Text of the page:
Mohamed M, Majeske K, Sachwani GR, Kennedy K, Salib M, McCann M (2017) The impact of early thromboelastography directed therapy in trauma resuscitation. Scand J Trauma Resusc Emerg Med 25:99
Monich PR, Berti FV, Porto LM, Henriques B, Novaes de Oliveira AP, Fredel MC, Souza JCM (2017) Physicochemical and biological assessment of PEEK composites embedding natural amorphous silica fibers for biomedical applications. Mater Sci Eng C Mater Biol Appl 79:354–362
Na K, Jo C, Kim J, Cho K, Jung J, Seo Y, Messinger RJ, Chmelka BF, Ryoo R (2011) Directing zeolite structures into hierarchically nanoporous architectures. Science 333:328–332
Pourshahrestani S, Zeimaran E, Djordjevic I, Kadri NA, Towler MR (2016) Inorganic hemostats: the state-of-the-art and recent advances. Mater Sci Eng C Mater Biol Appl 58:1255–1268
Ratnoff OD, Potts AM (1954) The accelerating effect of calcium and other cations on the conversion of fibrinogen to fibrin. J Clin Invest 33:206–210
Rhee P, Brown C, Martin M, Salim A, Plurad D, Green D, Chambers L, Demetriades D, Velmahos G, Alam H (2008) QuikClot use in trauma for hemorrhage control: case series of 103 documented uses. J Trauma Acute Care Surg 64:1093–1099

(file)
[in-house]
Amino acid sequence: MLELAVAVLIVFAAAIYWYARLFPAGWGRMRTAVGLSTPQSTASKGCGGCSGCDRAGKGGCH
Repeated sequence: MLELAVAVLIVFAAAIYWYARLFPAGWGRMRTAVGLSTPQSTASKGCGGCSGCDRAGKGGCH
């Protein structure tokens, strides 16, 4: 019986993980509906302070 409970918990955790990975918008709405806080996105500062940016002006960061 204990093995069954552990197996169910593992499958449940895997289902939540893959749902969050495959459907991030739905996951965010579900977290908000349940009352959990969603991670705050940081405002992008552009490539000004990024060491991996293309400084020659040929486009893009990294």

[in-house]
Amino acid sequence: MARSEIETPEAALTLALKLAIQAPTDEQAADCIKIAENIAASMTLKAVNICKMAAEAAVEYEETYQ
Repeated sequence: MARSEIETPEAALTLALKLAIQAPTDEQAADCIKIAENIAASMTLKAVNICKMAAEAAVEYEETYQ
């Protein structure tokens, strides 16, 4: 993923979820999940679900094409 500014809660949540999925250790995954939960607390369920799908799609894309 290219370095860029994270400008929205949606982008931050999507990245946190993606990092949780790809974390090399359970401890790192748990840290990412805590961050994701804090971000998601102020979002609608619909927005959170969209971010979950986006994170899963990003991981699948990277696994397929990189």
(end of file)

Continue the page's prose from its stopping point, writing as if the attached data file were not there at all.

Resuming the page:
Sauaia A, Moore FA, Moore EE, Moser KS, Brennan R, Read RA, Pons PT (1995) Epidemiology of trauma deaths: a reassessment. J Trauma Acute Care Surg 38:185–193
Saxena A, Tripathi BP, Shahi VK (2008) An improved process for separation of proteins using modified chitosan–silica cross-linked charged ultrafilter membranes under coupled driving forces: isoelectric separation of proteins. J Colloid Interface Sci 319:252–262
Slowing I, Trewyn BG, Lin VSY (2006) Effect of surface functionalization of MCM-41-type mesoporous silica nanoparticles on the endocytosis by human cancer cells. J Am Chem Soc 128:14792–14793
Smetacek V (1999) Diatoms and the ocean carbon cycle. Protist 150:25–32
Song B, Yang L, Han L, Jia L (2019) Metal ion-chelated tannic acid coating for hemostatic dressing. Materials 12:1803